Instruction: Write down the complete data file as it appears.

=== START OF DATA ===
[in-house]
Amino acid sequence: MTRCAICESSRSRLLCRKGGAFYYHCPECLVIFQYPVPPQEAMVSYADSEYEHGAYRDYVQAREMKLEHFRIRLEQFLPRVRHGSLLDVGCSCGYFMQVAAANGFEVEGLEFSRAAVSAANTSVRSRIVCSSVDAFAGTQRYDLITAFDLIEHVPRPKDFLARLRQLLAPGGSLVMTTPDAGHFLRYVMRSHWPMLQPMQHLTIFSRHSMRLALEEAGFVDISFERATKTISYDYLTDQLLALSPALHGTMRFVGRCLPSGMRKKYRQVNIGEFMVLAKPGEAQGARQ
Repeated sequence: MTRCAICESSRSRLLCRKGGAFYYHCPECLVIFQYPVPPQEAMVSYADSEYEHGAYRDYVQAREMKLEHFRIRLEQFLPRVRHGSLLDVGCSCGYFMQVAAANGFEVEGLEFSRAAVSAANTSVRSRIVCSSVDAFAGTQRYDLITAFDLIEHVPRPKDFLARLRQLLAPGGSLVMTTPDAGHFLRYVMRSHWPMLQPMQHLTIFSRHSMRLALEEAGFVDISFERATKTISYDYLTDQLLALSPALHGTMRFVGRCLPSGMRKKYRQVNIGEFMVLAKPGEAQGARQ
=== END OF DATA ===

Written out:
[in-house]
Amino acid sequence: MTRCAICESSRSRLLCRKGGAFYYHCPECLVIFQYPVPPQEAMVSYADSEYEHGAYRDYVQAREMKLEHFRIRLEQFLPRVRHGSLLDVGCSCGYFMQVAAANGFEVEGLEFSRAAVSAANTSVRSRIVCSSVDAFAGTQRYDLITAFDLIEHVPRPKDFLARLRQLLAPGGSLVMTTPDAGHFLRYVMRSHWPMLQPMQHLTIFSRHSMRLALEEAGFVDISFERATKTISYDYLTDQLLALSPALHGTMRFVGRCLPSGMRKKYRQVNIGEFMVLAKPGEAQGARQ
Repeated sequence: MTRCAICESSRSRLLCRKGGAFYYHCPECLVIFQYPVPPQEAMVSYADSEYEHGAYRDYVQAREMKLEHFRIRLEQFLPRVRHGSLLDVGCSCGYFMQVAAANGFEVEGLEFSRAAVSAANTSVRSRIVCSSVDAFAGTQRYDLITAFDLIEHVPRPKDFLARLRQLLAPGGSLVMTTPDAGHFLRYVMRSHWPMLQPMQHLTIFSRHSMRLALEEAGFVDISFERATKTISYDYLTDQLLALSPALHGTMRFVGRCLPSGMRKKYRQVNIGEFMVLAKPGEAQGARQ